One potential cause for concern is Conforto’s higher than average .358 BABIP. Last April it was way up at .411 through April, so many expected regression, if not all the way to the bench. But the thing about someone with a line drive rate like Conforto’s, such as the aforementioned Miguel Cabrera (career .347 BABIP), is that they often have higher-than-average BABIP’s. Line drives fall for a hit at a .685 clip or thereabouts, much higher than that of grounders or fly balls. While it takes a while for a player’s line drive rate to stabilize, this is now two separate years without injury where Conforto has displayed this kind of hitting profile, and he’s showing way less of Lady Luck’s influence this season.

It’s just so hard to fairly consider Conforto’s 2016 season, simply because he wasn’t right. Those minor sapping injuries are tricky. I think of Jason Kipnis’ 2014, when he hit .240/.310/.330 because of a nagging lat strain he suffered in the spring, or Dustin Pedroia’s 2014, when he had his worst offensive season due to a troublesome wrist injury. A minor tweak can throw the whole machinery off, and it looks like that’s what happened to Conforto last year. If we decide that’s the truth and toss out most of last year, we still have five months of above-average to excellent offensive output from Conforto. Kipnis bounced back and has been very good the last three years with a 116 wRC+ and that was just a lat muscle. Wrists are killers. A bum one and not taking care of it turned Nomar Garciaparra from superstar to simply a solid regular. Great wrists made Clint Frazier a top draft pick. Pedroia’s wrists, once he had surgery after 2014, are what have kept him productive into his mid-30s. Right now, healthy wrists are what are making Conforto look stupendous.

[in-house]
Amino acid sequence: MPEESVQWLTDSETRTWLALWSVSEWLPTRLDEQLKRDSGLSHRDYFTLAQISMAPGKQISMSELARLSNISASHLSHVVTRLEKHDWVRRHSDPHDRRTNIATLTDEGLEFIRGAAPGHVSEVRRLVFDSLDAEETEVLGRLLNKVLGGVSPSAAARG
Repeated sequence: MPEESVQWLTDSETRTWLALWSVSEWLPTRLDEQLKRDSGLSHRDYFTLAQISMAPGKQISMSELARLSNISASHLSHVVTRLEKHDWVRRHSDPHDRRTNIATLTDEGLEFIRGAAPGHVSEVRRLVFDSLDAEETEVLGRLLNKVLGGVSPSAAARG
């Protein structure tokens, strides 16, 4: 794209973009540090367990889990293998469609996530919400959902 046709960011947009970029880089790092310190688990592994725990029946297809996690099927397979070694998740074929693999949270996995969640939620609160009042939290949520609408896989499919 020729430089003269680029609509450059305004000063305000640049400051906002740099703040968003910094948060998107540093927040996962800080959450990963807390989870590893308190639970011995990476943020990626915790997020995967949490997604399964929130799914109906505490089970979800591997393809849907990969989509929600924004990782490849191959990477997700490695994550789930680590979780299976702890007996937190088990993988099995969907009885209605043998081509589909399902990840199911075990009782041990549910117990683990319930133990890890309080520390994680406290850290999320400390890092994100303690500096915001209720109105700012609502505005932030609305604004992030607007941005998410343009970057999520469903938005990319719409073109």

A comparison I’ve heard given for Conforto, when he’s playing well at least, is to Don Mattingly. Mattingly was never known as a big power guy, though for three straight years in the mid-80’s he hit more than 30 home runs. But the early expectation of Conforto, at least among some analysts and “experts,” is more that Mattingly mold of a ton of doubles and base hits than a Cespedes-esque power display. Indeed, that’s what Conforto is doing this year: spraying the ball about the field.

Conforto Batted Ball Data

Year Pull Center Opposite Field
Year Pull Center Opposite Field
2015 45.3% 35.0% 19.7%
2016 42.7% 32.6% 24.8%
2017 26.6% 50.6% 22.6%

This, more than anything else, could result in Conforto getting to that next level. If you can’t shift on him, you can’t take parts of the field away from him. It’s easier to get ground ball hits when defenders aren’t shaded one direction or the other, and Conforto has shown this year at least a slight bias towards grounders over fly balls, with a 1.07 GB/FB ratio. It’s not stark, but if it holds with his liner rate and ability to spray the baseball, then Conforto is going to naturally have a higher-than-average BABIP and be more than just another Met.

Along with the increase in walk rate this season, 12.9 percent rather than 10.3 percent last year or 8.8 percent in 2015, Conforto is getting on base constantly. Incidentally, that walk rate would sit behind Chris Davis for 14th in all of baseball a year ago. He’s got the patience and a very good offensive approach in this modern game of hyper-shifts. His contact rate isn’t elite, merely above average this year at 75.4 percent, right there with Brandon Belt and better than Cabrera or George Springer. But at 20.7 percent, Conforto is striking out less than Christian Yelich did last year and as much as Manny Machado this year, so his contact rates aren’t a real detriment to him. He’s got more than enough bat-to-ball skill to keep going.

Across the board, things are going right for Conforto. He’s seeing 4.2 pitches per plate appearance, more than ever before. He’s walking more than ever. He’s hitting the ball all over the place, and doing it at the right angles. And he looks fully healthy for the first time in a while. It’s getting hard to find reasons why he should be anything other than an everyday player. He may suffer against lefties as time goes on, but it’s not like the Mets have a guy to platoon him with; Jay Bruce has an extensive history of not hitting lefties well. Things are settling down. Conforto may be about to get real famous, real quick.

Merritt Rohlfing is a writer for Beyond the Box Score and Let’s Go Tribe, as well as co-host of Mostly Baseball, a podcast about baseball. Mostly. He can be found on Twitter @merrittrohlfing, and at the bowling alley.